Moderna has set tighter (more conservative) conditions than Pfizer on its determination of vaccine efficacy: its end-point number is 153 cases, with interims at 103 and 53. So it will probably take them a bit longer than Pfizer to get to the first point at which their Data and Safety Monitoring Board can have a look. The way I read the math, if 11 of the initial 53 participants diagnosed with Covid-19 had received the vaccine, and 42 the placebo, Moderna could declare 73.8% greater efficacy than placebo, and clear the FDA’s 50% efficacy bar with room to spare.
The company’s CEO told the New York Times in a phone interview, “If the interim readout is deemed by the independent safety committee as positive with 70 or 80 or 90% efficacy, we will indeed consider approval” (emphasis added). I believe he meant authorization, as in emergency use authorization. An application for full FDA approval is likely to wait for more safety data; I expect it could come in Q1 of next year.
AstraZeneca / Oxford, AZD1222
AstraZeneca’s Phase III trial remains paused in the US, but it has resumed in the UK, Brazil, South Africa, and India. So far, over 18,000 people worldwide have received the vaccine. Unlike the two candidates above, AZD1222 requires only a single dose.
As mentioned, AstraZeneca does not seem to have made its Phase III detailed protocol public yet. Reuters, whose reporters have seen the protocol, reports that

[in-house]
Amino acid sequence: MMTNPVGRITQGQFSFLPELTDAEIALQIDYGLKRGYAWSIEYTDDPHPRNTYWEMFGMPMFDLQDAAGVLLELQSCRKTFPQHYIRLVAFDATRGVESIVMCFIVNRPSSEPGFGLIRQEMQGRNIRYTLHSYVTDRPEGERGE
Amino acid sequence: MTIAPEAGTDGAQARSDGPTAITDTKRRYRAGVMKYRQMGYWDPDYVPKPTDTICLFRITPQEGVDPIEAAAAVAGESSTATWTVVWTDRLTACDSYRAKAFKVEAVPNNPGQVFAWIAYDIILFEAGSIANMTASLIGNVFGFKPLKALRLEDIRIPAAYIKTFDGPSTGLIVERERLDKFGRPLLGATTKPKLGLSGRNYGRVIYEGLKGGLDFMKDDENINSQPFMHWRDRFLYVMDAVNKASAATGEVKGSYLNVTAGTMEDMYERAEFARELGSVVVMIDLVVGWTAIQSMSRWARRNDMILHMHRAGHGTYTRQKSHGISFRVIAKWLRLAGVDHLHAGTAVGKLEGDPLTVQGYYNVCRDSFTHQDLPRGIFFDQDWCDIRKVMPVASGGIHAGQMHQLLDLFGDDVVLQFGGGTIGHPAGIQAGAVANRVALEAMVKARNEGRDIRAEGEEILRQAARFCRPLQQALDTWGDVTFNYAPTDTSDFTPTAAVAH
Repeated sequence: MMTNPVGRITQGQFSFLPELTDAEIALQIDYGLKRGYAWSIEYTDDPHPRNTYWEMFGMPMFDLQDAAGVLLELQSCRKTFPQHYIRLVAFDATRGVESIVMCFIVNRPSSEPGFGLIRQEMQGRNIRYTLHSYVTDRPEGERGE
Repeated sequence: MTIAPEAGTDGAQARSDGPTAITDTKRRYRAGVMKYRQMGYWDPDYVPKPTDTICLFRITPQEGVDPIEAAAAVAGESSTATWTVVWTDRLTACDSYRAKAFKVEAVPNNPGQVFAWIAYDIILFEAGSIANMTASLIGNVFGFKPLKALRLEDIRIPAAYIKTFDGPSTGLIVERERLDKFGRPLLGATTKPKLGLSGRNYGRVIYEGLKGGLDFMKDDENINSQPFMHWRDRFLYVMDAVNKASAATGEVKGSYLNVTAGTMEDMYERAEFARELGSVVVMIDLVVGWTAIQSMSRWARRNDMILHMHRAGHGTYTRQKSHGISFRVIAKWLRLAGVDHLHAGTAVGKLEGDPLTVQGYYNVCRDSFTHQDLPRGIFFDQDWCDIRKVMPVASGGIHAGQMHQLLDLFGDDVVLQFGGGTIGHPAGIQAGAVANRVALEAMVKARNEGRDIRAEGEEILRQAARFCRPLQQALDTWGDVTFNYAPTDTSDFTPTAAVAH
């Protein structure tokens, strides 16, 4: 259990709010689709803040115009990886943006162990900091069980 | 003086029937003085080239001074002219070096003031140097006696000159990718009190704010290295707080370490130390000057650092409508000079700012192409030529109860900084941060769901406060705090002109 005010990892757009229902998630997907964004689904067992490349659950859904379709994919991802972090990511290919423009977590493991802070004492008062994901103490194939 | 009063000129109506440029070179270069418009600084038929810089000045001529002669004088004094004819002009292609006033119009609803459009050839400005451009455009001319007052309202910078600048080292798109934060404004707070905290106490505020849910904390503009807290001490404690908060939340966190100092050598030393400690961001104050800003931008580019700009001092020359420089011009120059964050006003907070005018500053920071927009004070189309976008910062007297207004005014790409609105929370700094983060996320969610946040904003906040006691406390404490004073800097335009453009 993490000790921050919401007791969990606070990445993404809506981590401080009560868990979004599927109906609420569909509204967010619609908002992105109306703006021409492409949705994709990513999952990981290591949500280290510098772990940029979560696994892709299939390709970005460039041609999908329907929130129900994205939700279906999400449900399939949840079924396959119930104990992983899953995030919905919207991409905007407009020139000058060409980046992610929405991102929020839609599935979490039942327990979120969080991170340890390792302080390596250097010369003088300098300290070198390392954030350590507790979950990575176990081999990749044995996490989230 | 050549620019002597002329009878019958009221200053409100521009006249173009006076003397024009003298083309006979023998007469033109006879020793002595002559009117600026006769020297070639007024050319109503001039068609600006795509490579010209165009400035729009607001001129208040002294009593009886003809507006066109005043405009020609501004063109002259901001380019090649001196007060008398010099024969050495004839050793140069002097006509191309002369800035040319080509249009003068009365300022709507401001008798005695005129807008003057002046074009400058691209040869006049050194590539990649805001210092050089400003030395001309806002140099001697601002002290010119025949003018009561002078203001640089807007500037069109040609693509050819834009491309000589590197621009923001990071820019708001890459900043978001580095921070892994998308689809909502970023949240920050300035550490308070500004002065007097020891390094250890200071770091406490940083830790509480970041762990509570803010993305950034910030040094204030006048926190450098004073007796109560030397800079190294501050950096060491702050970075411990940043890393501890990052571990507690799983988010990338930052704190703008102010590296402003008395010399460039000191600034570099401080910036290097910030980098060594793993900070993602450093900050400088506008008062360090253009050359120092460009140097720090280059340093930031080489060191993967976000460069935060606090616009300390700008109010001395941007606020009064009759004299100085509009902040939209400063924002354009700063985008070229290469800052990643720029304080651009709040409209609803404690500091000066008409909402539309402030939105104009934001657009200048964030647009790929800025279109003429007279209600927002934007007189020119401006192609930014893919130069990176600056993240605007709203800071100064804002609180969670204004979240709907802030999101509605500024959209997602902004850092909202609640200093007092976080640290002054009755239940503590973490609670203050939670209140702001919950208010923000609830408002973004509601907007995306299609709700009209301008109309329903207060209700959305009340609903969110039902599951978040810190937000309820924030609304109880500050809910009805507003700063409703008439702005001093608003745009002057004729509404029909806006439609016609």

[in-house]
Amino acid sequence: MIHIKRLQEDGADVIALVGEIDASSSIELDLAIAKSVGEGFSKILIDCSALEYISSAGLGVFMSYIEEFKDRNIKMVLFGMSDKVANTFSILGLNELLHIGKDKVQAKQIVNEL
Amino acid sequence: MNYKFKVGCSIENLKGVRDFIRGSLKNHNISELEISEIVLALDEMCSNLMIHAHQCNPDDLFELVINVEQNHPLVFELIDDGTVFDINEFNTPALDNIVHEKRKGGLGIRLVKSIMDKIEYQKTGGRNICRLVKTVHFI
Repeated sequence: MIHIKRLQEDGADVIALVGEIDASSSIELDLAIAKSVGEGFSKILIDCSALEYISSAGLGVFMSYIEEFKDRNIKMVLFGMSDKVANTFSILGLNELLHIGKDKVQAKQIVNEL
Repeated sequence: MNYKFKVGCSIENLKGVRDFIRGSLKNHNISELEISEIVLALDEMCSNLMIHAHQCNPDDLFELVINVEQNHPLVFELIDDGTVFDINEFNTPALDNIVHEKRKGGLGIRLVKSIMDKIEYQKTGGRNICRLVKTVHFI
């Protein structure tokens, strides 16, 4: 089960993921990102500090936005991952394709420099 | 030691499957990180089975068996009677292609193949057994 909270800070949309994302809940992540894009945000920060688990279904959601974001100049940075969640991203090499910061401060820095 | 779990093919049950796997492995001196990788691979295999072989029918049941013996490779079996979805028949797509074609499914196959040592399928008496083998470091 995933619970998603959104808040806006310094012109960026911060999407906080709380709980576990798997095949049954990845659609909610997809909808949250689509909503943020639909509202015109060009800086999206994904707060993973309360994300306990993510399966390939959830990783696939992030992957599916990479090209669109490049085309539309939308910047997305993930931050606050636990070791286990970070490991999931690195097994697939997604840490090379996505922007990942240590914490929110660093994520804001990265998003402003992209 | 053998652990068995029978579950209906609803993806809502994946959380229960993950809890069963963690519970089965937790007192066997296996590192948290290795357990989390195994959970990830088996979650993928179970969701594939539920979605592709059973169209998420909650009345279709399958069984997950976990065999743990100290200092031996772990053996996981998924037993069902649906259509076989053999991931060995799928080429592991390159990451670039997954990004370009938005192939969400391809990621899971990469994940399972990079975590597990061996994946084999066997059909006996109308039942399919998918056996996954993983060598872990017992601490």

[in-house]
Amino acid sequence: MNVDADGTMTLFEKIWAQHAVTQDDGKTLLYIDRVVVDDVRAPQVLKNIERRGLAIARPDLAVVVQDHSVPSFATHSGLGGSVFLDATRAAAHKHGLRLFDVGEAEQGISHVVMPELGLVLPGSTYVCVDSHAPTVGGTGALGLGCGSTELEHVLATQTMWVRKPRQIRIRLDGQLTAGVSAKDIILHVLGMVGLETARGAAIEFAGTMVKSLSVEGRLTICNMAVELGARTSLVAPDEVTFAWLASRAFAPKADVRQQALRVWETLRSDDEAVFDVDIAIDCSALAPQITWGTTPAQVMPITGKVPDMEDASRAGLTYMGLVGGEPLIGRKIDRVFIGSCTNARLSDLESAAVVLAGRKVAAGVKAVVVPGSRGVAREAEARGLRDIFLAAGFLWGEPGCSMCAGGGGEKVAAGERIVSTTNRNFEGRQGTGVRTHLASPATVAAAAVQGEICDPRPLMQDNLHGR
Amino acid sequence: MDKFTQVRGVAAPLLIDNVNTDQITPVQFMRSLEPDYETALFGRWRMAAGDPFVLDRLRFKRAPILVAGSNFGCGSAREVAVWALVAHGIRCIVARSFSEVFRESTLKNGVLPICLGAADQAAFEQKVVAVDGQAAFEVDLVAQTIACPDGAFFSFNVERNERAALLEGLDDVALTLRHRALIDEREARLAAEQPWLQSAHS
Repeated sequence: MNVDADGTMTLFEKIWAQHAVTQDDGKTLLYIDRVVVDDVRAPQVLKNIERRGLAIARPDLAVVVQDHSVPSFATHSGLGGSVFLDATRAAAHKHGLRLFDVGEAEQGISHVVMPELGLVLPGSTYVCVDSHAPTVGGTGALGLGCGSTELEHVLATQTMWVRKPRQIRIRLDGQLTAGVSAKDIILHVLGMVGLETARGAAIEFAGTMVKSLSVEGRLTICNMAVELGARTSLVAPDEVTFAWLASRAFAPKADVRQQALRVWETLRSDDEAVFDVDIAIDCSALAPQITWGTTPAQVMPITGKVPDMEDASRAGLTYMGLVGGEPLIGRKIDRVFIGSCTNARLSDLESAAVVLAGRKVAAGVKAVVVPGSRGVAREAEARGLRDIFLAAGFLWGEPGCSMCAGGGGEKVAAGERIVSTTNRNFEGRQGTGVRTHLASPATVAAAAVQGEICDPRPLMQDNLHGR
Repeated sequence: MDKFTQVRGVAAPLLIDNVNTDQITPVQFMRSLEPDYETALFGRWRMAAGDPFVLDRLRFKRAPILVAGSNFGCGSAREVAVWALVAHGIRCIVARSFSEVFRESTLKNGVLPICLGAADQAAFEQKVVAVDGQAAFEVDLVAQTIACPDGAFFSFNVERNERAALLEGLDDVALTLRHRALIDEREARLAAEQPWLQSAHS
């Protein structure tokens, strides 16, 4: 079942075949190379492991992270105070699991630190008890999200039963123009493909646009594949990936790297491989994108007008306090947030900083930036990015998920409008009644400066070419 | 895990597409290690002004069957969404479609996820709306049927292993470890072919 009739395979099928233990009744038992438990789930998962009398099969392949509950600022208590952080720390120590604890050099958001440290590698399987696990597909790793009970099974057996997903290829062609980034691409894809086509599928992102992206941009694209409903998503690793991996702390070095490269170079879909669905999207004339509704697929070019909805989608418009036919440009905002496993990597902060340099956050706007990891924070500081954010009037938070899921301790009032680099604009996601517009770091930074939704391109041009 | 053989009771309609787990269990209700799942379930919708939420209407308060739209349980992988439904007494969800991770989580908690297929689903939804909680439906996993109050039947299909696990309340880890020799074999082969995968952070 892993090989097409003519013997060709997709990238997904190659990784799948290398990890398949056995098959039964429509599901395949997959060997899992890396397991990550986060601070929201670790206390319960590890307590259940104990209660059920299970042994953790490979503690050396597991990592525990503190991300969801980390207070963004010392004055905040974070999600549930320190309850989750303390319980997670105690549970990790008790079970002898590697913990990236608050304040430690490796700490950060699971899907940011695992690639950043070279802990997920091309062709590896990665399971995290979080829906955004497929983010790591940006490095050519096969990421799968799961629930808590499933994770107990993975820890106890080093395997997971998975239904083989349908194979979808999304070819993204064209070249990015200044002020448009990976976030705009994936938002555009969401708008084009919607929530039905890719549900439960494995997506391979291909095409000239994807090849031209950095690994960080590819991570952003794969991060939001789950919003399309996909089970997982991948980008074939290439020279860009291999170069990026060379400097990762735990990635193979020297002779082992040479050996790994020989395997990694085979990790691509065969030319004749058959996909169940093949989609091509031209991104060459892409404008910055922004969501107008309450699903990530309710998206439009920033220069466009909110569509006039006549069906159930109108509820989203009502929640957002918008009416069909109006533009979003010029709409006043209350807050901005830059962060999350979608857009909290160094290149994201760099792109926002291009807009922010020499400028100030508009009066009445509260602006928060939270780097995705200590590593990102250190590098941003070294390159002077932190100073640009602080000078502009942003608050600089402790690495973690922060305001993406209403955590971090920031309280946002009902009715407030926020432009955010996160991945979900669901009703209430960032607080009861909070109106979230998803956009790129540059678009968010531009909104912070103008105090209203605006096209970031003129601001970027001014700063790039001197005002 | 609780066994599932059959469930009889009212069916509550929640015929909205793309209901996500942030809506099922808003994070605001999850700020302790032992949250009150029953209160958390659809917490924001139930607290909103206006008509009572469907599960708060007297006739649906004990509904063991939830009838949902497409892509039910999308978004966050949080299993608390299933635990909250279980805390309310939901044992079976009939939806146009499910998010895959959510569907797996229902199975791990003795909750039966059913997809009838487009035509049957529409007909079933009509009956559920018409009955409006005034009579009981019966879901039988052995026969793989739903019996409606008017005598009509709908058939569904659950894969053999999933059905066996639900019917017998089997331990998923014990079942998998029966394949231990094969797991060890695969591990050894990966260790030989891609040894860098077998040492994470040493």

the company’s first interim point comes after 40 cases of Covid-19 are recorded, a number in between those chosen by Pfizer and Moderna. To find efficacy at this first interim point, AstraZeneca would want to see that 8 of the first 40 participants who came down with Covid-19 had received the vaccine, and 32 the placebo. [See the update below dated 2020-09-21.] Reuters did not reveal other interim points for this study.
Johnson & Johnson / Janssen, AD26.COV2.S
As noted above, this Phase III trial is set to begin three days from now, and J&J wants to sign up 60,000 volunteers worldwide. Its detailed protocol has not been released, so again we rely on Reuters’ reporting for this data: J&J has set its first interim point at only 20 cases. Guessing at the math here, it seems that the company is looking for 4 of the initial 20 Covid-19 patients to have received the vaccine, and 16 the placebo. Again, Reuters did not report other interim points.
Can we trust it?
The most critical question in this whole accelerated process of vaccine development is going to be: can we trust the vaccine(s) that emerge(s)? Remember that if any of the above companies chooses to apply for an EUA at an interim point in their study, the scientific value of that study is at an end. With an EUA, the company could no longer recruit new subjects; they would have to offer the vaccine to all who had received the placebo; and they would be unable to refine the efficacy and safety data so far collected.